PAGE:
Ban Ki-moon, Kong Saharat, Li Bingbing and Gisele Bündchen among those aiming to spur action to protect endangered species
(UNEP Press release) Nairobi: 25 May 2016 – The United Nations, backed by A-list celebrities from across the globe, today launched an unprecedented campaign against the illegal trade in wildlife, which is pushing species to the brink of extinction, robbing countries of their natural heritage and profiting international criminal networks.
“Each year, thousands of wild animals are illegally killed, often by organized criminal networks motivated by profit and greed,” said Secretary-General Ban Ki-moon. “I call on all Governments and people everywhere to support the new United Nations campaign, Wild for Life, which aims to mobilize the world to end this destructive trade. Preserving wildlife is crucial for the well-being of people and planet alike.”
#WildforLife, launched May 25th at the second United Nations Environment Assembly (UNEA-2) in Nairobi in front of environment ministers from every corner of the planet, aims to mobilize millions of people to make commitments and take action to end the illegal trade.
The campaign is run by the United Nations Environment Programme (UNEP), the UN Development Programme (UNDP), the UN Office on Drugs and Crime (UNODC) and the Convention on International Trade in Endangered Species of Wild Fauna and Flora (CITES).
As part of the campaign, Thai Superstar Kong Saharat and Chinese actress Li Bingbing are fighting for elephants, and Brazilian model Gisele Bündchen for sea turtles.
They are being joined by major celebrities from India, Viet Nam, Indonesia, Ivory Coast and the US battling to conserve species such as orangutans, tigers, rhinos and helmeted hornbills and calling for citizen support to end the demand that is driving the illegal trade.
Thai superstar Kong Saharat is an outspoken advocate for Thailand’s national animal, the elephant. As a Key Opinion Leader (KOL) for Freeland’s iTHINK platform, under the USAID-supported Asia’s Regional Response to Endangered Species Trafficking (ARREST) program, Kong said, “Most ivory comes from the illegal poaching of elephants, killed for their tusks to produce ivory products. Ivory ornaments or jewelry is just a sense of sadness and loss. Stop buying, and the killing stops.”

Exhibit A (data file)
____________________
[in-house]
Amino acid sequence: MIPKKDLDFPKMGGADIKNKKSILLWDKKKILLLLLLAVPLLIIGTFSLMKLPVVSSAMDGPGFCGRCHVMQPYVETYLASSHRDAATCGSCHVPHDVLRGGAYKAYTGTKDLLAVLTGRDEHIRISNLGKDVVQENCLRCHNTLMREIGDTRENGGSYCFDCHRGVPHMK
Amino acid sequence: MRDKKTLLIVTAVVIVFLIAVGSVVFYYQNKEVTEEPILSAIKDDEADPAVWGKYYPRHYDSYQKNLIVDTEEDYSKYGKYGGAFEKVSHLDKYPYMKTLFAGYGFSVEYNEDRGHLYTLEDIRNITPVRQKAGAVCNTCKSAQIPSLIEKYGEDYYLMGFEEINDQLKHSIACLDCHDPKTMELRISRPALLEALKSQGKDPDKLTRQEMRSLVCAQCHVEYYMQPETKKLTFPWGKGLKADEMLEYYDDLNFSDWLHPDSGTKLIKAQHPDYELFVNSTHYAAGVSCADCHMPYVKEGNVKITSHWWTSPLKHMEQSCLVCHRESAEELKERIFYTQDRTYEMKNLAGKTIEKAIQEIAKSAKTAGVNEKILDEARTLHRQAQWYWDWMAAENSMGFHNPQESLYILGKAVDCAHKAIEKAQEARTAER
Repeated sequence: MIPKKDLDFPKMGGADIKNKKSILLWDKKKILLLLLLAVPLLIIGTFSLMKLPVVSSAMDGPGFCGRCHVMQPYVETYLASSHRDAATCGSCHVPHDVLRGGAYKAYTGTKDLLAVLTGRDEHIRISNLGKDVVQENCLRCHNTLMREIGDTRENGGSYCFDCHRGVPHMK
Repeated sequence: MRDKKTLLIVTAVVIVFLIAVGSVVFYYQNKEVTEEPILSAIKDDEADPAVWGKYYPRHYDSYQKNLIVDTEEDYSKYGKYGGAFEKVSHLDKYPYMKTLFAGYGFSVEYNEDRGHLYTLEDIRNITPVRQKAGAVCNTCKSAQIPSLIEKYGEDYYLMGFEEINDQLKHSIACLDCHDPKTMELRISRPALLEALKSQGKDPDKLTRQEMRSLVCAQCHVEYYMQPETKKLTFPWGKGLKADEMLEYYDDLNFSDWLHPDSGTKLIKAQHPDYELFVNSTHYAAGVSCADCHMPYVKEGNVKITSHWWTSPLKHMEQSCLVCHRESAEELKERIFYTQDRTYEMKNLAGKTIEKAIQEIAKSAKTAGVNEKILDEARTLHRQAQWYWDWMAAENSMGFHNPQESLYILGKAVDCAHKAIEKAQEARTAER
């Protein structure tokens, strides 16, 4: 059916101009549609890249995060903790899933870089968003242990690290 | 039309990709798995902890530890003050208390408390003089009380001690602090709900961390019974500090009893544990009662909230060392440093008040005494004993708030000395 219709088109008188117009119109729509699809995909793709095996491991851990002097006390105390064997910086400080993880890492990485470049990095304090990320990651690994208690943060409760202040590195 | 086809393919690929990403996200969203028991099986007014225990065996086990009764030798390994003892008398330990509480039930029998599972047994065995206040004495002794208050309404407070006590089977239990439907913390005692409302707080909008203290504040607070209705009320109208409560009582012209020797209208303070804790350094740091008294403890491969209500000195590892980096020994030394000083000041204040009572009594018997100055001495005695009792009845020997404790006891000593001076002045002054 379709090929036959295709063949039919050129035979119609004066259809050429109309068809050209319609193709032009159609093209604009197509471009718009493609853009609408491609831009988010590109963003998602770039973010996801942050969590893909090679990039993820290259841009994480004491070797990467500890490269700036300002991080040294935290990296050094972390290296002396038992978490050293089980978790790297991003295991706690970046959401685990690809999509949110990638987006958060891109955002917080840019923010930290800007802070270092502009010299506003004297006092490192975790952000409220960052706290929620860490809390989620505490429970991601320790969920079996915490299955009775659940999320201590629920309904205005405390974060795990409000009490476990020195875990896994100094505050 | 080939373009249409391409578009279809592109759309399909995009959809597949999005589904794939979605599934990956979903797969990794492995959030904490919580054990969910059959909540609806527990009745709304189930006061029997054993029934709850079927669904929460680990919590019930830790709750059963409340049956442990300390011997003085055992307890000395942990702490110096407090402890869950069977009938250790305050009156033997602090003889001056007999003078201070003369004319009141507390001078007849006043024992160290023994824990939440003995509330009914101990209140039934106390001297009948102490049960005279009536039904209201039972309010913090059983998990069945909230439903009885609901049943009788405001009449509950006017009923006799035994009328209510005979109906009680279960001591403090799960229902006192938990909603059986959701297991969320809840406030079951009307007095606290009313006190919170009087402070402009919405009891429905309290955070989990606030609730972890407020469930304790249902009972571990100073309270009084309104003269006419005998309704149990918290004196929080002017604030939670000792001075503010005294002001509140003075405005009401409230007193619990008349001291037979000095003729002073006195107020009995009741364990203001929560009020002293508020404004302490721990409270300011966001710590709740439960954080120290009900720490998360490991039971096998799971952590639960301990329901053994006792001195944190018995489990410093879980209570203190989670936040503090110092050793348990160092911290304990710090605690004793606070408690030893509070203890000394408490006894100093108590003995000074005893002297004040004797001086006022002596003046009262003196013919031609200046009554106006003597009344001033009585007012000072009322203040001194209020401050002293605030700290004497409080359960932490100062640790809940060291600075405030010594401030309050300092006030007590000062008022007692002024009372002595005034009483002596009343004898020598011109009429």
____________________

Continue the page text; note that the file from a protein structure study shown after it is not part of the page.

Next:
Between 2010 and 2012, 100,000 elephants were killed for their ivory in Africa. Three rhinos are killed every day, and the Western Black Rhino has already gone extinct. Pangolins – scaly anteaters – are the most illegally trafficked mammal in the world. Great Apes are already locally extinct in several African nations.
The campaign asks participants to find their kindred species and use their own spheres of influence to end the illegal trade, however it touches or impacts them.
Profits from the illegal wildlife trade sometimes go into the pockets of international criminal networks, threatening peace and security, and damaging the livelihoods of local communities who depend on tourism.
Stopping this trade is also crucial to achieve the UN Sustainable Development Goals (SDGs), as it threatens countries’ biodiversity, people’s livelihoods, and disturbs peace. SDG 15 in particular calls for the protection of wild fauna and flora as well as the ecosystems that they depend on – including targets on combatting and addressing the supply and demand of illegal wildlife products.
Politicians, celebrities and business leaders will be making pledges during UNEA-2 and in the run-up to World Environment Day (WED), which is themed “Go Wild For Life” to tie in with the campaign. Angola, the global host of WED, will be making significant pledges to tackle the illegal ivory trade at the event.
Join the campaign by visiting www.wildfor.life and using the #Wildforlife hashtag on Twitter to share your kindred animal and pledge.
NOTES TO EDITORS
Download additional quotes from celebrities and the heads of the UN agencies involved.
Download pictures of celebrities and the heads of UN agencies morphed with their kindred animals.
Download a fact sheet on the illegal trade in wildlife.
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